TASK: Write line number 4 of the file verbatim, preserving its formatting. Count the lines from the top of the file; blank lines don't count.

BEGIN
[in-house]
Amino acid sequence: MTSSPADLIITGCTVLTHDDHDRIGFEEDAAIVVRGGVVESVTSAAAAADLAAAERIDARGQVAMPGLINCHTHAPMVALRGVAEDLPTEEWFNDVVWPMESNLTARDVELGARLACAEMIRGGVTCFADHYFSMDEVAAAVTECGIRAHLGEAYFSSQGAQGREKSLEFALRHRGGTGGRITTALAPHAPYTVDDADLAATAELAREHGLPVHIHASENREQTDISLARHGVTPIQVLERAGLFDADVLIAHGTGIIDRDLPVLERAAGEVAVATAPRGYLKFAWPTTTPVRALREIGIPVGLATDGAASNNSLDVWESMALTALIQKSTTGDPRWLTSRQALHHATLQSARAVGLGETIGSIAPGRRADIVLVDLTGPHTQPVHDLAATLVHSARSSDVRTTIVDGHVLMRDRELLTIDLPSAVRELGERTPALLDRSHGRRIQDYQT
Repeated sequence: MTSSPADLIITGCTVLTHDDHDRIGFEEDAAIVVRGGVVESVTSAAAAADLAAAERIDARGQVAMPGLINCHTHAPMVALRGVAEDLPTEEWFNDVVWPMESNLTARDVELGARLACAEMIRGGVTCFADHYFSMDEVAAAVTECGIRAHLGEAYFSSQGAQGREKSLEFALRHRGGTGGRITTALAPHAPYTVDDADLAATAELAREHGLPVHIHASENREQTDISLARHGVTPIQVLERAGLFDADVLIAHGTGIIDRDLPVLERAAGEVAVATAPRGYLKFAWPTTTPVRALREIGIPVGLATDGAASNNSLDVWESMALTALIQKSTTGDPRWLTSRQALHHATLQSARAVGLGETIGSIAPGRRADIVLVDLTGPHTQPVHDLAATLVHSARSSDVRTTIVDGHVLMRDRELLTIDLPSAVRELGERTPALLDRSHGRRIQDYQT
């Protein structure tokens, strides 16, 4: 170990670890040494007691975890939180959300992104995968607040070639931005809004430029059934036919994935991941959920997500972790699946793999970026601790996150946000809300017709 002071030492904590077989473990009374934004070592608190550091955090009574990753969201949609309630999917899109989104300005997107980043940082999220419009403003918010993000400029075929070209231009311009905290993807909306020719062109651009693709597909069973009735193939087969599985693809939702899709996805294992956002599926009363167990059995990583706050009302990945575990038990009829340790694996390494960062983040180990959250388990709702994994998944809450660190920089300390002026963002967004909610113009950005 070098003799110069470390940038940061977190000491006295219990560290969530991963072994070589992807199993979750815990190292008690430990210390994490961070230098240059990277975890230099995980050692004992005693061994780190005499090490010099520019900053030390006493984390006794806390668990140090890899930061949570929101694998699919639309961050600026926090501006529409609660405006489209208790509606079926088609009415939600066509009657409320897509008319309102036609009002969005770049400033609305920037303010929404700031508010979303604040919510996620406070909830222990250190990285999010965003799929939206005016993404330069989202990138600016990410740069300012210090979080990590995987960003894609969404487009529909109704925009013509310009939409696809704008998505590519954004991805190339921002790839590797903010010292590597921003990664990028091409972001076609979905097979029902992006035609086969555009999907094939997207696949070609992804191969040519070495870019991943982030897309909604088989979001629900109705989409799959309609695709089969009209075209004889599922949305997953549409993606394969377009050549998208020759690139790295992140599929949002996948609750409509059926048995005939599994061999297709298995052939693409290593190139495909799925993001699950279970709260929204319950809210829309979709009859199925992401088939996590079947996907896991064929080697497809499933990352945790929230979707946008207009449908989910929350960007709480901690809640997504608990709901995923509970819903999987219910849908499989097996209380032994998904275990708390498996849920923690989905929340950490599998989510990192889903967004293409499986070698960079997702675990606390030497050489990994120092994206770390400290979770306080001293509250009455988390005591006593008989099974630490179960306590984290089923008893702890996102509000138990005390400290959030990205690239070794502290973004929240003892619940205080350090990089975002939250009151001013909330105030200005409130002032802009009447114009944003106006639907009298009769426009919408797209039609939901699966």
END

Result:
């Protein structure tokens, strides 16, 4: 170990670890040494007691975890939180959300992104995968607040070639931005809004430029059934036919994935991941959920997500972790699946793999970026601790996150946000809300017709 002071030492904590077989473990009374934004070592608190550091955090009574990753969201949609309630999917899109989104300005997107980043940082999220419009403003918010993000400029075929070209231009311009905290993807909306020719062109651009693709597909069973009735193939087969599985693809939702899709996805294992956002599926009363167990059995990583706050009302990945575990038990009829340790694996390494960062983040180990959250388990709702994994998944809450660190920089300390002026963002967004909610113009950005 070098003799110069470390940038940061977190000491006295219990560290969530991963072994070589992807199993979750815990190292008690430990210390994490961070230098240059990277975890230099995980050692004992005693061994780190005499090490010099520019900053030390006493984390006794806390668990140090890899930061949570929101694998699919639309961050600026926090501006529409609660405006489209208790509606079926088609009415939600066509009657409320897509008319309102036609009002969005770049400033609305920037303010929404700031508010979303604040919510996620406070909830222990250190990285999010965003799929939206005016993404330069989202990138600016990410740069300012210090979080990590995987960003894609969404487009529909109704925009013509310009939409696809704008998505590519954004991805190339921002790839590797903010010292590597921003990664990028091409972001076609979905097979029902992006035609086969555009999907094939997207696949070609992804191969040519070495870019991943982030897309909604088989979001629900109705989409799959309609695709089969009209075209004889599922949305997953549409993606394969377009050549998208020759690139790295992140599929949002996948609750409509059926048995005939599994061999297709298995052939693409290593190139495909799925993001699950279970709260929204319950809210829309979709009859199925992401088939996590079947996907896991064929080697497809499933990352945790929230979707946008207009449908989910929350960007709480901690809640997504608990709901995923509970819903999987219910849908499989097996209380032994998904275990708390498996849920923690989905929340950490599998989510990192889903967004293409499986070698960079997702675990606390030497050489990994120092994206770390400290979770306080001293509250009455988390005591006593008989099974630490179960306590984290089923008893702890996102509000138990005390400290959030990205690239070794502290973004929240003892619940205080350090990089975002939250009151001013909330105030200005409130002032802009009447114009944003106006639907009298009769426009919408797209039609939901699966």